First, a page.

To estimate the program’s effect on health care costs and the health of all children born from 1994 to 2013, the Centers for Disease Control and Prevention (CDC) evaluated national data on immunization coverage, and used a cost-benefit model that estimated illnesses, hospitalizations, and premature deaths (not including influenza and hepatitis A).

Measles makes 2014 return

But a second MMWR report released April 24 described 58 confirmed measles cases in California during the first 4 months of this year, in children and adults from age 5 months to 60 years. That report illustrates some of the current vaccination challenges, particularly with cases related to people traveling to and from outside the United States.

California’s 58 measles cases were reported from January 2014 through April 16, 2014. It’s the highest number of cases reported for that calendar period in the state since 1995. The 129 cases reported in the United States during this period also were the largest number reported since 1996 (MMWR 2014;61:362-3). No deaths have been reported.

During a CDC media briefing on April 24, Dr. Anne Schuchat said that 34 of the 129 cases were imported cases, and occurred in residents traveling abroad or people traveling to the United States. Among those infected who were traveling to the United States, 17 people were from the Philippines, which is in the midst of a large measles outbreak – with about 20,000 confirmed or suspected cases, including 69 deaths, through February.

“Though not direct imports, most of the remaining cases are known to be linked to importation,” said Dr. Schuchat, director of the CDC’s National Center for Immunization and Respiratory Diseases, and one of the authors of the VFC study.

The 129 cases of measles nationwide have been reported in 13 states. Cities and states with the highest number of cases are California, with 58 cases; New York City, with 24 cases; and Washington state, with 13 cases.

“While the story of the 1989 measles resurgence was one of poor children missing out on vaccines because they didn’t have insurance, today’s measles outbreaks are too often the result of people opting out” of vaccination, she said, noting that 84% of the cases have been in people who were not vaccinated or did not know if they had been vaccinated. This included 68% with personal-belief exemptions.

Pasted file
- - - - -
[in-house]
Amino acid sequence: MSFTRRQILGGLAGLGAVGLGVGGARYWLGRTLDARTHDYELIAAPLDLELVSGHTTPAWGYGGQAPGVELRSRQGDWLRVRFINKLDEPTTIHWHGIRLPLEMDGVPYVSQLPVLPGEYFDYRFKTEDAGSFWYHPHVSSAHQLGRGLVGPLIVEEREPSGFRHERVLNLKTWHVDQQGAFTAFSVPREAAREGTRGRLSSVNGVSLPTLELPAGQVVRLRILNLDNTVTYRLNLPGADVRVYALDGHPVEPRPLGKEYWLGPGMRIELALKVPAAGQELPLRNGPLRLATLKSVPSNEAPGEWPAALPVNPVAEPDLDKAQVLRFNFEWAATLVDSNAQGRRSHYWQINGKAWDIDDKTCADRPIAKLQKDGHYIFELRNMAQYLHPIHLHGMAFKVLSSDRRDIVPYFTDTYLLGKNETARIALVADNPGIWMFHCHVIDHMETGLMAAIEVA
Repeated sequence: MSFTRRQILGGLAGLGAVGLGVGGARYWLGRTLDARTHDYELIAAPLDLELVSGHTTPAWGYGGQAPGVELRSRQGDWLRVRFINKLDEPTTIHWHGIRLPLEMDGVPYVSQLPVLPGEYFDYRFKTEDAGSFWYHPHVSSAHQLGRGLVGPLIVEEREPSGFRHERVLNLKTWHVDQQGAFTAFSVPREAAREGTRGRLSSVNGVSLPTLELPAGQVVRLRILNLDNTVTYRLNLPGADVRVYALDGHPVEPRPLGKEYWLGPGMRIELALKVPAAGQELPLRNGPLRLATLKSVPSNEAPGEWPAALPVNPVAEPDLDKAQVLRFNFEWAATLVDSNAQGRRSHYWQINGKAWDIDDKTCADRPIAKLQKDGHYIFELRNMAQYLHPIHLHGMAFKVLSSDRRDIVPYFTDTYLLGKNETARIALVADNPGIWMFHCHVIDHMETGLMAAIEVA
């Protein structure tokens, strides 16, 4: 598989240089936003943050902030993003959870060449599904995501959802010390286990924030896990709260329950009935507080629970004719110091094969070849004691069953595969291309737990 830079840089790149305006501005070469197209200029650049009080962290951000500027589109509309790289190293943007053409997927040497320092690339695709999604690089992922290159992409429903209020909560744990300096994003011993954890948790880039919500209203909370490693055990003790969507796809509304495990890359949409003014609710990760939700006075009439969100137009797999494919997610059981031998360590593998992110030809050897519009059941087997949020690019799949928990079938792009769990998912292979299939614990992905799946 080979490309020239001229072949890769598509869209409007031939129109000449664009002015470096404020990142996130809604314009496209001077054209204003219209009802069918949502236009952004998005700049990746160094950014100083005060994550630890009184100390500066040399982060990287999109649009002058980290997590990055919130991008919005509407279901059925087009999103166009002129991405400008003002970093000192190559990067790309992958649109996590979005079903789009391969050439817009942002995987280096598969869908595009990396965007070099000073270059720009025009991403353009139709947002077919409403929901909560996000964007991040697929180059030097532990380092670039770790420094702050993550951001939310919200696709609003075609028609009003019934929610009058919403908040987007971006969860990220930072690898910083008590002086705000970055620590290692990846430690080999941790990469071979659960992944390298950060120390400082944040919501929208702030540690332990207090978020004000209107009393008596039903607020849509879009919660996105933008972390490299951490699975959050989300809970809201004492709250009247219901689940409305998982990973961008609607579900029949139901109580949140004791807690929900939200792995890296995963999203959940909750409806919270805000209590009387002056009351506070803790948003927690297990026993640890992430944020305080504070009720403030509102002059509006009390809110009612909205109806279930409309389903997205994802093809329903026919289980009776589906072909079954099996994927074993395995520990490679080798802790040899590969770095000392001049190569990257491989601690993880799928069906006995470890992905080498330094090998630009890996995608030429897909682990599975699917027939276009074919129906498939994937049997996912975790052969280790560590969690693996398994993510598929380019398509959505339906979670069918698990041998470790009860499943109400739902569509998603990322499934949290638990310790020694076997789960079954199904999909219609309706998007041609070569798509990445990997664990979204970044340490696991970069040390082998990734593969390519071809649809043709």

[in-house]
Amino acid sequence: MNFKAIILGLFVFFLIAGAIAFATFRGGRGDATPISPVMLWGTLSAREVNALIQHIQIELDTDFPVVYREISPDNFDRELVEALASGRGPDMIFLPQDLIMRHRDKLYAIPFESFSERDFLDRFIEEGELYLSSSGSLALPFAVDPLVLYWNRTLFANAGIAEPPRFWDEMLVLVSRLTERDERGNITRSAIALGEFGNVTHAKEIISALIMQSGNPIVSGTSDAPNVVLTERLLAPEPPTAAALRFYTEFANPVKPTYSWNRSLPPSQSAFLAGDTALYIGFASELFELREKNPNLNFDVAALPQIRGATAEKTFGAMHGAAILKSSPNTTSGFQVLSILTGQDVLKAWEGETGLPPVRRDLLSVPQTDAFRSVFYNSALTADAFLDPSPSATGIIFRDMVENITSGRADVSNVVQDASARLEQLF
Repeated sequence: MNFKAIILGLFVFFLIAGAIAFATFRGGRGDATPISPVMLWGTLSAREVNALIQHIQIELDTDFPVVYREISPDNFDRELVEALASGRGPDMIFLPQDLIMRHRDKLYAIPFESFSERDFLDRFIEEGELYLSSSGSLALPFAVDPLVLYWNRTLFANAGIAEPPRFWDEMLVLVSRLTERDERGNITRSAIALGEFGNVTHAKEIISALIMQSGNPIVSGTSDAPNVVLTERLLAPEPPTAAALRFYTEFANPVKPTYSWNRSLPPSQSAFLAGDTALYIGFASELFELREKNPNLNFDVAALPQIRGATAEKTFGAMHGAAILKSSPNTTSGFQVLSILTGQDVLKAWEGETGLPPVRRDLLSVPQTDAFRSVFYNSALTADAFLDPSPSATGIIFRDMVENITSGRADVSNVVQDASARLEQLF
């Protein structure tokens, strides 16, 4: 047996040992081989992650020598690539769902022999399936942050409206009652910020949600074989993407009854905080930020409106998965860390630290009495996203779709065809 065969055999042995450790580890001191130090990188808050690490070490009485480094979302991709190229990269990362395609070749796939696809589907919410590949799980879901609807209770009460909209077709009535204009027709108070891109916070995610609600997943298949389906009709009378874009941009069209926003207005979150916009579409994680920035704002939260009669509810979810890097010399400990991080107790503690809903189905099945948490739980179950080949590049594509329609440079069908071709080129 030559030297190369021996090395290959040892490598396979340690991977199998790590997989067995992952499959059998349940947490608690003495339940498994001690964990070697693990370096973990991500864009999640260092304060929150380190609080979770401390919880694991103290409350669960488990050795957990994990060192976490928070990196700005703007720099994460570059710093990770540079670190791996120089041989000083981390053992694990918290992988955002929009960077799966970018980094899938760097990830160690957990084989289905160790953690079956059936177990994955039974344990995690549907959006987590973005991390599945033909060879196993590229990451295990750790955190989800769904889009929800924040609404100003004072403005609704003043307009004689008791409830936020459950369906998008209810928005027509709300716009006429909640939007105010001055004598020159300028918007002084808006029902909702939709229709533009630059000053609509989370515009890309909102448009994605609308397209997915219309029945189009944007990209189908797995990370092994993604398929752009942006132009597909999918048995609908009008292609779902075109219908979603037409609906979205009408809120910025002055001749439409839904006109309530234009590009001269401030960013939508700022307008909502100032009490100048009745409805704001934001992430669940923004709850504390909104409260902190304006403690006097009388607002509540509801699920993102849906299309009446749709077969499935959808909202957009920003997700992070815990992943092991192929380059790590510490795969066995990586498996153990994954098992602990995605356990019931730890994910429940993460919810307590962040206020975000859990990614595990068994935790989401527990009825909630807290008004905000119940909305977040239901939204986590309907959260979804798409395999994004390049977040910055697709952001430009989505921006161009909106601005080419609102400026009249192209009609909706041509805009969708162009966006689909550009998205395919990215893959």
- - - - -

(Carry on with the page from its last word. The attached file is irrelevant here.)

The California report shows the risk of measles spreading in health care settings, Dr. Schuchat noted. Of the California cases, 11 were transmitted in health care settings, including 6 in health care personnel.

Most of the 58 measles cases in California this year were in people who were not vaccinated (43%) or could not document that they had been vaccinated (31%), according to the report. The 25 patients who were not vaccinated included 19 who had philosophical objections to vaccination, and 3 who were too young for the vaccine. But 19% – two children and nine adults – had received two or more doses of MMR vaccine.

Most cases – 54 (93%) – were associated with imported cases, and included 13 cases of U.S. residents who had traveled internationally, 8 to the Philippines.

Travelers should vaccinate

The increase in imported cases from the Philippines “and subsequent transmission in certain settings in the United States highlight the importance of ensuring age-appropriate vaccination for persons traveling to areas where measles is endemic and maintaining high vaccination coverage at the national and local level,” according to the report’s authors.

The researchers also recommend that all residents of the United States born after 1956 make sure they have received the MMR vaccine “or have serologic evidence of measles immunity.”

If individuals do not have serologic evidence of immunity and are traveling outside of North America or South America, the CDC recommends one dose of MMR vaccine for infants aged 6-11 months, and two doses of MMR vaccine at least 28 days apart in children aged 1 year and older, and in adults.

There were no author disclosures for either report.